The Iranians are seasoned pros in the art of diplomacy, however, and have always chosen the soft power route over a military alternative, so we can count on some fights being won at the negotiating table instead of the battlefield.Just recently, when the Saudis pushed their GCC partners to form a union to strengthen their hand in the Persian Gulf, it was Iran’s proactive diplomacy that threw a wrench in the works. Oman, which had quietly been courted by Iranians, refused to participate, and the UAE expressed disinterest too.
Call it a divide-and-rule strategy of sorts, if you will. But as the Iranian negotiating team headed to Geneva in November to iron out details of a nuclear deal, Foreign Minister Mohammad Javad Zarif penned an unusual op-ed in leading Saudi paper Asharq al-Awsat entitled “Our Neighbors Are Our Priority”.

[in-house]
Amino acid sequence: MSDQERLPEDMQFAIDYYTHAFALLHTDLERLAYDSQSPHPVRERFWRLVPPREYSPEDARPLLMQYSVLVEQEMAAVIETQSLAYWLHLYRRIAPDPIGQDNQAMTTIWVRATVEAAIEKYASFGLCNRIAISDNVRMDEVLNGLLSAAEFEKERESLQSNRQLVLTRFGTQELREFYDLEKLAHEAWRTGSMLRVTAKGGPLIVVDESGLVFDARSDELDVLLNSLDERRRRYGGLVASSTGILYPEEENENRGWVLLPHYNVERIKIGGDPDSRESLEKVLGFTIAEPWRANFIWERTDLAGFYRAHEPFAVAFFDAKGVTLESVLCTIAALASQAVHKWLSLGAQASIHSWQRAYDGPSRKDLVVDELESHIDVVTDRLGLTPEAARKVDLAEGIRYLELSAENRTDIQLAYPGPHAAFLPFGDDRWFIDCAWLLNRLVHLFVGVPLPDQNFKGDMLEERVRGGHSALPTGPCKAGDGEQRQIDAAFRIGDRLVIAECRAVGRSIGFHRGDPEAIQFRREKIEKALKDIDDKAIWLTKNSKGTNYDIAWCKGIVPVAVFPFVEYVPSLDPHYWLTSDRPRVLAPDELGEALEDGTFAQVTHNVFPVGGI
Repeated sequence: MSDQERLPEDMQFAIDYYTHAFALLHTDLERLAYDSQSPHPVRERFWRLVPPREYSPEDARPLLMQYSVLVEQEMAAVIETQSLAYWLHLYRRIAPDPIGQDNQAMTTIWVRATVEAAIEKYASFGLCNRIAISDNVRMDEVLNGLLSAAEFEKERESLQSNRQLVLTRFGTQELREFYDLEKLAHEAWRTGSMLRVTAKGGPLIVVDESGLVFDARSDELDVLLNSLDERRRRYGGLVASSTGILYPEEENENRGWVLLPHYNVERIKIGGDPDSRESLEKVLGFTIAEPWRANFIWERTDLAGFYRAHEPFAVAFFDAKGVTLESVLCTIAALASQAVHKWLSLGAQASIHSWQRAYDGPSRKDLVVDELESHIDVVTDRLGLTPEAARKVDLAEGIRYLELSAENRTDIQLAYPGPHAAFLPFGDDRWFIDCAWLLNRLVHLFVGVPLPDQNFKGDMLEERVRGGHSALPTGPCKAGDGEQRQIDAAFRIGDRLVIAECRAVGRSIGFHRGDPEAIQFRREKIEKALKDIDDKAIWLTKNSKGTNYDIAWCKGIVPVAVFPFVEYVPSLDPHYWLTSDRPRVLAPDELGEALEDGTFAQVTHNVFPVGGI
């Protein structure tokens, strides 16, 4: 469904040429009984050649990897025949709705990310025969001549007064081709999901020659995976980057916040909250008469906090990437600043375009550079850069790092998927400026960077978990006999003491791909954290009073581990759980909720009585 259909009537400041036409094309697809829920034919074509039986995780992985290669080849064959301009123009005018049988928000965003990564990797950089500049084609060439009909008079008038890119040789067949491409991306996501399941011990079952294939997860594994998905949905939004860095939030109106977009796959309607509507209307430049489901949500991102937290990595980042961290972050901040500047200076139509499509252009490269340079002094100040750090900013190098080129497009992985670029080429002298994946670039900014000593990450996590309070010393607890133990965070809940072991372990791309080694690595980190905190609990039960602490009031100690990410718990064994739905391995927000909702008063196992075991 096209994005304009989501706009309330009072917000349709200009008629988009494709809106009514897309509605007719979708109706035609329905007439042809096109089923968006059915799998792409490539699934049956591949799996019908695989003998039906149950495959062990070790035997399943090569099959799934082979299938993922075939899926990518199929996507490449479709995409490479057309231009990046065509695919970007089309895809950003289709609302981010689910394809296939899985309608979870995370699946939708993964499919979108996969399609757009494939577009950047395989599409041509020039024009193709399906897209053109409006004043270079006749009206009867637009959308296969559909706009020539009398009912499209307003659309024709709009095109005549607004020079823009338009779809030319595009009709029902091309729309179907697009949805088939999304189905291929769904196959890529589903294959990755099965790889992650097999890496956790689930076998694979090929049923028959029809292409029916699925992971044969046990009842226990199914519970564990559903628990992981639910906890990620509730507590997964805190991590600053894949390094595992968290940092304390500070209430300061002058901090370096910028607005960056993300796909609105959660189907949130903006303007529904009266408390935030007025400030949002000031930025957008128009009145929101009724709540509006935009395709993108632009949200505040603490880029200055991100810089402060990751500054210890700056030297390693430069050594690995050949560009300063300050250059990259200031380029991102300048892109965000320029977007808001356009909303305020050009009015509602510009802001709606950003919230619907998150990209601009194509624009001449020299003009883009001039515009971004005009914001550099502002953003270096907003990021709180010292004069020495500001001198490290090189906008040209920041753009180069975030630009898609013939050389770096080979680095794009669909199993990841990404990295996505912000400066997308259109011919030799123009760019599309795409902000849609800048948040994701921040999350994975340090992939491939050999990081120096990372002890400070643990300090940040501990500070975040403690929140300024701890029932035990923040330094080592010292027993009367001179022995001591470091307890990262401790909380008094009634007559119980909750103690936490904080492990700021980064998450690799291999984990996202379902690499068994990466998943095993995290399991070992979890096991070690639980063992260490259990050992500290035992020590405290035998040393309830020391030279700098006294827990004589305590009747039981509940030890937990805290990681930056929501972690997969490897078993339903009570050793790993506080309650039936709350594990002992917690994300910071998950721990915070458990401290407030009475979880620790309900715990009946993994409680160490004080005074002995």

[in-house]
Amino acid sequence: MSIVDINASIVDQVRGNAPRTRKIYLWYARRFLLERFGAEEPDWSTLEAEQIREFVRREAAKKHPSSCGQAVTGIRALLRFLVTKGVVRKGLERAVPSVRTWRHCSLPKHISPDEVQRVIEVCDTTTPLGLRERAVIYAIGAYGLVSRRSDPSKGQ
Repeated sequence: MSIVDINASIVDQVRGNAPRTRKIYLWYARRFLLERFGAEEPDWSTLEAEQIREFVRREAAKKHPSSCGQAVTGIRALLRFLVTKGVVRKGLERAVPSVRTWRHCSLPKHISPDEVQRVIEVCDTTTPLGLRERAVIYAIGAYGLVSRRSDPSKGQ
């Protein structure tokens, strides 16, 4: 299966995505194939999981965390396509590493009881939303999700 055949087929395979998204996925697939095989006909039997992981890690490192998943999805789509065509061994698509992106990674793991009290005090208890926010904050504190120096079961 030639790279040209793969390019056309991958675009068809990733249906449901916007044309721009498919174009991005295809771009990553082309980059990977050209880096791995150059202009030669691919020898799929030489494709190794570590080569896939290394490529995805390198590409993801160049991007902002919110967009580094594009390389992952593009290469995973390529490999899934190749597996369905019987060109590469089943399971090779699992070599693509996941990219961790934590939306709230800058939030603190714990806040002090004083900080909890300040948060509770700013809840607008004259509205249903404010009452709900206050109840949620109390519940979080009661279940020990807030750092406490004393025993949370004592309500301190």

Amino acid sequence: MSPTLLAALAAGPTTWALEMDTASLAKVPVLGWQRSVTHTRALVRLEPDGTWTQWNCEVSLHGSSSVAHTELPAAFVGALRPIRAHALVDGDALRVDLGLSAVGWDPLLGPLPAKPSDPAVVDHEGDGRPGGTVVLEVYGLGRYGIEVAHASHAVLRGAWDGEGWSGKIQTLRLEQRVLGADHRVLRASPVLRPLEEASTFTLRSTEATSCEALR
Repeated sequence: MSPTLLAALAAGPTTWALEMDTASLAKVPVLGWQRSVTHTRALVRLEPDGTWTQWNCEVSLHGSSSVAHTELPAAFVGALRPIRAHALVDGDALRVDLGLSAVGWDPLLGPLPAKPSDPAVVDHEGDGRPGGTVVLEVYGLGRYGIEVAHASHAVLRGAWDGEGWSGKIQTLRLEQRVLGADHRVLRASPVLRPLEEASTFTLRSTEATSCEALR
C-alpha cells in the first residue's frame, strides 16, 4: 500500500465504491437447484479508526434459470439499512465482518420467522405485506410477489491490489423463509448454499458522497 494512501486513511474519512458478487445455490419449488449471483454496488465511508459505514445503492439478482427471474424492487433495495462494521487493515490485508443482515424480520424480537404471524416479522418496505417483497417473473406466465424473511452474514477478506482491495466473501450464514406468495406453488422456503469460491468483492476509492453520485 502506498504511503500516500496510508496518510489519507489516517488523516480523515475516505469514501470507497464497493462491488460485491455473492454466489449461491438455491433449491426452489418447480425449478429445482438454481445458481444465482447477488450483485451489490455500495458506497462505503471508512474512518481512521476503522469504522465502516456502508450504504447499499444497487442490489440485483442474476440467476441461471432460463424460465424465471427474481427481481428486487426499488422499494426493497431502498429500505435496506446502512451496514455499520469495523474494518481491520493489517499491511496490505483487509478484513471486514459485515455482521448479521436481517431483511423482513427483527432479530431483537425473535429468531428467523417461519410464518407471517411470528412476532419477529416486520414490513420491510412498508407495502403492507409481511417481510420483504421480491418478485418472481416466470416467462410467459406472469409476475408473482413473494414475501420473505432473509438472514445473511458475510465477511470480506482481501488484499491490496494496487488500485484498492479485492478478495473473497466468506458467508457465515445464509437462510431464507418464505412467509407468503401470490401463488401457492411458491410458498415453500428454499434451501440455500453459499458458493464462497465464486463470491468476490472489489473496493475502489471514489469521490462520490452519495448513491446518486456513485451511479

This remarkable commentary sought to assuage the concern of Arab neighbors that an impending nuclear deal would be “pursued at their expense” – and urged Gulf nations against adopting a “zero sum mentality” over this historic rapprochement.Shuttle diplomacy involving several Persian Gulf states ensued, and was undoubtedly pivotal in alleviating concerns about Iranian “intentions” in the region.
Most importantly, during these visits, Tehran managed to dissuade several GCC states from following the confrontational Saudi lead.
Nuclear Deal Has Pitfalls
Once the euphoria over the historic Geneva nuclear deal subsided, the myriad obstructions that could derail a final agreement became fairly obvious.